Docker makes it easy to build everywhere

A big problem with creating installer is that each platforms requires very specific toolchains.
Because you can’t assume your team will want to install potentially conflicting toolchain, nor you want to assume that your team is coding on Windows, you will find docker very handy.

The nice thing with docker is that the build is repeatable and all the dependencies are specified in a single place. And it will work everywhere!

You can see my directory structure.

│ push-new-tag.ps1


│ BTCPayServer.Vault.desktop
│ control
│ Dockerfile

│ Dockerfile

│ │ Dockerfile
│ │ Info.plist
│ │
│ └───Metadata
│ │ .DS_Store
│ │
│ ├───.background
│ │ Logo_with_text_small.png
│ │
│ └───.fseventsd
│ 00000000009a0cb3
│ 00000000009a0cb4
│ fseventsd-uuid



In a nutshell, each runtime have its own folder with dependencies needed for building the installer.

Let’s take start by looking at how I packaged windows. (win-x64)

Creating a Windows installer

Creating a windows installer was notoriously hard. The official way to create an msi file with Wix . But for those that used it, everybody will agree: This is bloody hard to maintain, understand and use.

But worse than this: It only works on windows. For an open source project such as mine, this is unacceptable for several reason:

  • This is impossible to dockerize. Sure you can in theory have windows containers, but those do not work on a Linux host so what’s the point?
  • I don’t want my users to install custom heavy toolset just to make an installer.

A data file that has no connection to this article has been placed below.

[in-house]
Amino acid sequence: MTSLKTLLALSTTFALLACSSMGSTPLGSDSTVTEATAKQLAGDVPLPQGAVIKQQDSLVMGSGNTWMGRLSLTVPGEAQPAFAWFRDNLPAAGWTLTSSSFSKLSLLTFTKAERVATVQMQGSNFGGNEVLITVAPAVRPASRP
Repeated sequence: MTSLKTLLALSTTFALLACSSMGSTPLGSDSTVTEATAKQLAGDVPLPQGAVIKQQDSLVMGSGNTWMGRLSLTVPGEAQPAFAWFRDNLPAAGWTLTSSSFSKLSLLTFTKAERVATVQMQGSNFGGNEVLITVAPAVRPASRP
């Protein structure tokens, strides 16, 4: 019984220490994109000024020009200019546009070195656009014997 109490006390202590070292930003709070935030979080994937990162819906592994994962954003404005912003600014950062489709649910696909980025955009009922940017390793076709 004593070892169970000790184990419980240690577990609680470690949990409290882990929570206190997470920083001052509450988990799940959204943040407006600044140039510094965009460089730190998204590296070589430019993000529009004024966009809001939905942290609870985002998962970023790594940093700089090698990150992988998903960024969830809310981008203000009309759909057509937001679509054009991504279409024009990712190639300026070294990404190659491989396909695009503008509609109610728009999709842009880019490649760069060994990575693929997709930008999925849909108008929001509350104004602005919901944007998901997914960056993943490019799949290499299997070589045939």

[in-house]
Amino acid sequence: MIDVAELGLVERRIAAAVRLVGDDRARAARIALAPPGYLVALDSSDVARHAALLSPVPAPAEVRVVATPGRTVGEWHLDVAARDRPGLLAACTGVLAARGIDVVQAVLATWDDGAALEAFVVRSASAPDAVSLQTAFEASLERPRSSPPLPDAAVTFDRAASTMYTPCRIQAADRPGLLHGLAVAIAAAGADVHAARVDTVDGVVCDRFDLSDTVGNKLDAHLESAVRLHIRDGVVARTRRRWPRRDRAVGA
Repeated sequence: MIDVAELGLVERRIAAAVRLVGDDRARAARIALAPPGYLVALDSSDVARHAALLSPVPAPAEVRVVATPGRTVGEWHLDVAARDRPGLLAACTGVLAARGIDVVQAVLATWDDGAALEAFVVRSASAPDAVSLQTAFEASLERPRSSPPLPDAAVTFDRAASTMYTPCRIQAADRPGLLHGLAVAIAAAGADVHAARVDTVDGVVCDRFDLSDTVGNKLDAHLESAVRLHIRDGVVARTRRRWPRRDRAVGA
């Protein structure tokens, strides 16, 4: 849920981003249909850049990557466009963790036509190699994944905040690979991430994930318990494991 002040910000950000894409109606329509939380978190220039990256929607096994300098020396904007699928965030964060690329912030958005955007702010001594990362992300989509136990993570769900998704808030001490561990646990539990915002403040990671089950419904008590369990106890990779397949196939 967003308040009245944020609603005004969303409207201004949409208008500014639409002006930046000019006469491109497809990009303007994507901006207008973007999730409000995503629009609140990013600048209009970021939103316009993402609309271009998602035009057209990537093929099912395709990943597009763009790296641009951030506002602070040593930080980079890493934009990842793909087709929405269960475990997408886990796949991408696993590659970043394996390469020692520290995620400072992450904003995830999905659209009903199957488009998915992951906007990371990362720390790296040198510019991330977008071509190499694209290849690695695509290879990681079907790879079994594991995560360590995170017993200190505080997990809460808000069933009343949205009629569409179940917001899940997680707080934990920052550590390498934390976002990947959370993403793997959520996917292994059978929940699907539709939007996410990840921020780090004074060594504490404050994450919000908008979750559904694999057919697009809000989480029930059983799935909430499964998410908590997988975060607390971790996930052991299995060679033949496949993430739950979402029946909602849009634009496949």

Instead I decided to go with nsis. Fear not about the retro design of their website. The important part is that everybody on linux who wants to target windows use it, so you have lot’s of ready to run examples to tweak. And this is exactly what I did. (Thanks to the Bitcoin Core and Electrum project)

I copy pasted it from another project, and just adapted it to my own.
Thanks to careful docker caching, management the feedback loop is fast and nsis documentation good enough so you reach the extra mile needed for your project.

Windows installer directory structure

Let’s study the dockerfile.

# Optimize docker cache, do not make it one layer
RUN apt-get update
RUN apt-get install -y --no-install-recommends imagemagick

Because you will need imagemagick for other installers, I install it first to optimize docker caching. Imagemagick is a very useful tool to do image conversion and transformation.

RUN apt-get install -y --no-install-recommends nsis unzip wine